Trump To Violate Iran Nuclear Deal, Vows To Reimpose Sanctions


WASHINGTON — President Donald Trump announced on Tuesday the United States will withdraw from the Iran nuclear deal.

The U.S. will not extend waivers on sanctions targeting Iran’s nuclear program, effectively ending its compliance with the 2015 international agreement under which Iran accepted restrictions on its nuclear program in exchange for economic relief.

“I am announcing today that the U.S. will withdraw from the Iran nuclear deal,” Trump said at the White House. “We will be instituting the highest level of economic sanctions.”

Trump accused the deal ― officially called the Joint Comprehensive Plan of Action (JCPOA) ― of being poorly negotiated and lacking enforcement mechanisms. He said it allows Iran to develop a nuclear weapon in a short time, but offered no evidence to back these assertions. Trump also cited Israeli Prime Minister Benjamin Netanyahu’s April 30 presentation on Iran’s nuclear program, which alleged that Iran lied about its past nuclear activities before negotiating the nuclear deal.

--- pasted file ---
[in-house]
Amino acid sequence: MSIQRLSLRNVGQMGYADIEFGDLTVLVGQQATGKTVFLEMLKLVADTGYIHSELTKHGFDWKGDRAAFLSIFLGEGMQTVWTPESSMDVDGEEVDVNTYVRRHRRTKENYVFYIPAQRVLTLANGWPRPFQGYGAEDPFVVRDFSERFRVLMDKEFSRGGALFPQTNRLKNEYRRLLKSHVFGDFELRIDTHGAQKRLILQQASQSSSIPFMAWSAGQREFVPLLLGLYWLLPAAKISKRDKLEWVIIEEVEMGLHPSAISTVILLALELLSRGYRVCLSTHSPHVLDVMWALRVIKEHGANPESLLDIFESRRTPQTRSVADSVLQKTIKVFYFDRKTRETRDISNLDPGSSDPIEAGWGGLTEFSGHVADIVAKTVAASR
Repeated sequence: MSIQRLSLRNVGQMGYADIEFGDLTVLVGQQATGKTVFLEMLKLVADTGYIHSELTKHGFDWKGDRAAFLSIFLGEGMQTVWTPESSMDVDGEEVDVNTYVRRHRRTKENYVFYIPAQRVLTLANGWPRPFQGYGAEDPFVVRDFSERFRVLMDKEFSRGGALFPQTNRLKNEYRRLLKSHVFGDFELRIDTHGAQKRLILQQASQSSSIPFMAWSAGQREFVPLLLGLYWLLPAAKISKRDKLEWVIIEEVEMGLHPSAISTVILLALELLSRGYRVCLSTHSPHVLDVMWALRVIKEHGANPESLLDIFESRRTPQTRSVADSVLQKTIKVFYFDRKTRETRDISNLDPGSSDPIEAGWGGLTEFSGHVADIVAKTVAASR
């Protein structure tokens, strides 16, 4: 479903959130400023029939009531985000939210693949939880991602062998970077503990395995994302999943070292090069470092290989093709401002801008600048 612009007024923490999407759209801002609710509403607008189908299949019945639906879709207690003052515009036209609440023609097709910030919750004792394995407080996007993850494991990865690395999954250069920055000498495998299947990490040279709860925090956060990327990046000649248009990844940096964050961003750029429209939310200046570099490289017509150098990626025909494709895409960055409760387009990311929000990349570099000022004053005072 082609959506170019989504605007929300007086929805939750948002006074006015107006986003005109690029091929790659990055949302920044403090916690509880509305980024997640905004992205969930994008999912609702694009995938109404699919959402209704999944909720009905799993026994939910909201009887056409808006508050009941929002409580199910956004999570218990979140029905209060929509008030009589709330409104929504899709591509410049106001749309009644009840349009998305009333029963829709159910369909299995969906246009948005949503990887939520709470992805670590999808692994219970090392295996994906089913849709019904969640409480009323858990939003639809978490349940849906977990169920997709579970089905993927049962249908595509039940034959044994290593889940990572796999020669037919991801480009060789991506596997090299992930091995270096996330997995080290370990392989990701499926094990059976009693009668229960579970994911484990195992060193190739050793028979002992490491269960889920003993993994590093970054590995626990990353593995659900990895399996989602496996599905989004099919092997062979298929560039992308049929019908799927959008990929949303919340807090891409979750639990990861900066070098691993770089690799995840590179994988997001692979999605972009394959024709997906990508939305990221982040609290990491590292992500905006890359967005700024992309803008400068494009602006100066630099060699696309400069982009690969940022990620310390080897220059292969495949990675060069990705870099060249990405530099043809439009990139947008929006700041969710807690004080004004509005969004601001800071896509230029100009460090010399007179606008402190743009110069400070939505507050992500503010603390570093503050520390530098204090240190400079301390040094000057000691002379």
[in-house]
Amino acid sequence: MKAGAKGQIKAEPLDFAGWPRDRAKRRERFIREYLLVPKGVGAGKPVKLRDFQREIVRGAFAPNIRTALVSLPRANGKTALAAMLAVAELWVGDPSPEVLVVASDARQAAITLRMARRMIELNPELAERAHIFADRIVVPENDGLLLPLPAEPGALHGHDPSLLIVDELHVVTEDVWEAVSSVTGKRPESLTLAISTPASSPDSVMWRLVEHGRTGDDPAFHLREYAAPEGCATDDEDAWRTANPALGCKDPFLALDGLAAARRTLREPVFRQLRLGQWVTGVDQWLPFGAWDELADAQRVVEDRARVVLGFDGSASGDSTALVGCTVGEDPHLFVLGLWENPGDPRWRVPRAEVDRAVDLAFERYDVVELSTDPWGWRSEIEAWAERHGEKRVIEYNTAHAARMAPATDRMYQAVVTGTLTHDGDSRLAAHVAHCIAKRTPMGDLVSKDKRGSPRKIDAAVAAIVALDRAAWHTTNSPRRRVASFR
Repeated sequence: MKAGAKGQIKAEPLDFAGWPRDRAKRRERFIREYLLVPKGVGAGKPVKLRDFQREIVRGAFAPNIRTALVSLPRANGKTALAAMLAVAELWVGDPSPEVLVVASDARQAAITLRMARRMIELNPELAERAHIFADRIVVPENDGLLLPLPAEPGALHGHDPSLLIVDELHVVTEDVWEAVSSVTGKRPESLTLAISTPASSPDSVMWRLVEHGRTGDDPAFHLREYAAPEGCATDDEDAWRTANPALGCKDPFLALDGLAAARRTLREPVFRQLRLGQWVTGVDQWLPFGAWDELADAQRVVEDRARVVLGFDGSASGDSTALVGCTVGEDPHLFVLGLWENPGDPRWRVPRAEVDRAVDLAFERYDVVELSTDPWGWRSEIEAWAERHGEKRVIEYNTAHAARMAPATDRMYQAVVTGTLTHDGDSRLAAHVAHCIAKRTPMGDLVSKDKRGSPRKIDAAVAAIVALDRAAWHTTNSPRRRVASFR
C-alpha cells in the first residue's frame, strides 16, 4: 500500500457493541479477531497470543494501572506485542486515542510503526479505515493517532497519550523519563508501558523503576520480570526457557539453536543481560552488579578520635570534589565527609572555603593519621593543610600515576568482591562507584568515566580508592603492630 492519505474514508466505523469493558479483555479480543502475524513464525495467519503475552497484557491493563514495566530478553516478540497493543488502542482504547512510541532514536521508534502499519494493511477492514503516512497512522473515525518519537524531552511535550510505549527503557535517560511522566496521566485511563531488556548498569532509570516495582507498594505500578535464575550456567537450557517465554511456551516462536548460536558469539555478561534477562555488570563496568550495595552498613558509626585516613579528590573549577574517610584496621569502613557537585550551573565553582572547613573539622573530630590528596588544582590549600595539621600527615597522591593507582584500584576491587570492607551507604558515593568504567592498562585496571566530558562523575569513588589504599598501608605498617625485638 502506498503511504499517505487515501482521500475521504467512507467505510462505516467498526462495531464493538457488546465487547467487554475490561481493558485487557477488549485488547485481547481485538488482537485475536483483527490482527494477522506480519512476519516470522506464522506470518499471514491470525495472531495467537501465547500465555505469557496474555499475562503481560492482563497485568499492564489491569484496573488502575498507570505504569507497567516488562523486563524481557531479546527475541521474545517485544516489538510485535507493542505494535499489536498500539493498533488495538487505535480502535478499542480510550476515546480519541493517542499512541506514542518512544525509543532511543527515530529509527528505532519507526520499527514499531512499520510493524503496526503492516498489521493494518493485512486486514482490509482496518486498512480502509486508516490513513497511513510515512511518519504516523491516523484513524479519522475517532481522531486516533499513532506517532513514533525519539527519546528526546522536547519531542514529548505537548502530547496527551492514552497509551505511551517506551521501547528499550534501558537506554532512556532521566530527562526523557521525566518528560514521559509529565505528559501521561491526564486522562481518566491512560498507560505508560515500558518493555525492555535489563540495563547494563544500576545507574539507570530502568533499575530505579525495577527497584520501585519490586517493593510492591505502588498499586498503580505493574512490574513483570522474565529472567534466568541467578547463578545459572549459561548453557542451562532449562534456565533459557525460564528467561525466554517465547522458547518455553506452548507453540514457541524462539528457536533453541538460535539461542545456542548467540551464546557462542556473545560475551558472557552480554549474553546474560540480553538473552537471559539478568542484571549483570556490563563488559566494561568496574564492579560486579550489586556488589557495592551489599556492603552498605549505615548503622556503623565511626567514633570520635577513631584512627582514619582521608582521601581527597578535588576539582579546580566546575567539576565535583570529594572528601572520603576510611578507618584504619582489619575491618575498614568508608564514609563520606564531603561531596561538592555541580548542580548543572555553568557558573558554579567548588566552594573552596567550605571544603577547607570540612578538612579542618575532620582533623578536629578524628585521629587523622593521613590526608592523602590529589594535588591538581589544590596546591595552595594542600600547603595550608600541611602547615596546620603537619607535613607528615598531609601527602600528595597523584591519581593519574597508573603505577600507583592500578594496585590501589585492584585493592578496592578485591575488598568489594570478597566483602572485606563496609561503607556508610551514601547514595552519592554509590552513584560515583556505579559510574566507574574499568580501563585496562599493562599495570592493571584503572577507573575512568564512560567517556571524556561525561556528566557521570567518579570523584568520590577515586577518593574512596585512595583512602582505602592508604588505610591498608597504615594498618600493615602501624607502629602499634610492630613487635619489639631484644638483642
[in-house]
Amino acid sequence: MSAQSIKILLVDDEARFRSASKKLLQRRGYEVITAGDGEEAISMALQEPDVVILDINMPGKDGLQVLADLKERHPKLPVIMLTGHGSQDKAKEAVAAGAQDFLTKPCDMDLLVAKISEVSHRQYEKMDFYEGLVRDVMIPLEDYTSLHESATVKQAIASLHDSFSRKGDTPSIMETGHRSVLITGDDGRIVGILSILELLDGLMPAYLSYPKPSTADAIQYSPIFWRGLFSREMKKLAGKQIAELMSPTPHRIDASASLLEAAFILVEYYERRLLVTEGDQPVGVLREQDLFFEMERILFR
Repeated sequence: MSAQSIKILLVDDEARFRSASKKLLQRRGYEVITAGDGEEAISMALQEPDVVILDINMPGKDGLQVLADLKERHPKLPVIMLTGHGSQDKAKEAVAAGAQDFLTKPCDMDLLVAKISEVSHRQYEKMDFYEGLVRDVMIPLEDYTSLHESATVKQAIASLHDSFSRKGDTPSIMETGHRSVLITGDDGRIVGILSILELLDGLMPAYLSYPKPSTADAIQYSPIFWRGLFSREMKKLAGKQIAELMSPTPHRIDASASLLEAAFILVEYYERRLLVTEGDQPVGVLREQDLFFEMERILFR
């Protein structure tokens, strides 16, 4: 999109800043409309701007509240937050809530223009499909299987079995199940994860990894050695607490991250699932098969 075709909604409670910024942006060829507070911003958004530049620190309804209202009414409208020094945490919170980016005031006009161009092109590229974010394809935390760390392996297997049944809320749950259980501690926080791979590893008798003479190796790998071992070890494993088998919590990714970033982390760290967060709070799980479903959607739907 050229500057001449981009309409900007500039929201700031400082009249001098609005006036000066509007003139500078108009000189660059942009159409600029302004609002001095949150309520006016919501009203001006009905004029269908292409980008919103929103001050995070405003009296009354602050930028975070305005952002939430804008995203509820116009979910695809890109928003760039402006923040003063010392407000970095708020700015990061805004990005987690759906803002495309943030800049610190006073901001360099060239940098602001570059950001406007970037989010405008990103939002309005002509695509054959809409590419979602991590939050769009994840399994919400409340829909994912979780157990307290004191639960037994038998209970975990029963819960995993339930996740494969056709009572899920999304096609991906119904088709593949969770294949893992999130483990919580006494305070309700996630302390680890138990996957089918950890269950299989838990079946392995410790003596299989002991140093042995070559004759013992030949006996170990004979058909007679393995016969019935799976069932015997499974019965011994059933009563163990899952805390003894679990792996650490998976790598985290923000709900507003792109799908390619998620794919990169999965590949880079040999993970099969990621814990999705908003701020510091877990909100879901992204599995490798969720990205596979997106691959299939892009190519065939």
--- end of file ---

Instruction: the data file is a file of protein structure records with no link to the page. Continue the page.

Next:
“At the heart of the Iran deal was a giant fiction: that a murderous regime desired only a peaceful nuclear energy program. Today, we have definitive proof that this Iranian promise was a lie,” Trump said.

Nuclear experts and European officials criticized Netanyahu’s speech for pandering to Trump and offering essentially no new information on Iran’s nuclear activities. Much of Netanyahu’s presentation centered on information that was publicly available in a 2007 declassified intelligence report, and Netanyahu did not state that Iran was in current violation of the deal.

European officials, who pushed for Trump to uphold the deal, condemned the president’s decision to pull out. French President Emmanuel Macron tweeted shortly after Trump’s speech that France, Germany and the United Kingdom regret the U.S. decision and that “we will work collectively on a broader framework.” The European Union’s top diplomat Federica Mogherini said that the deal was working and fulfilling its promise.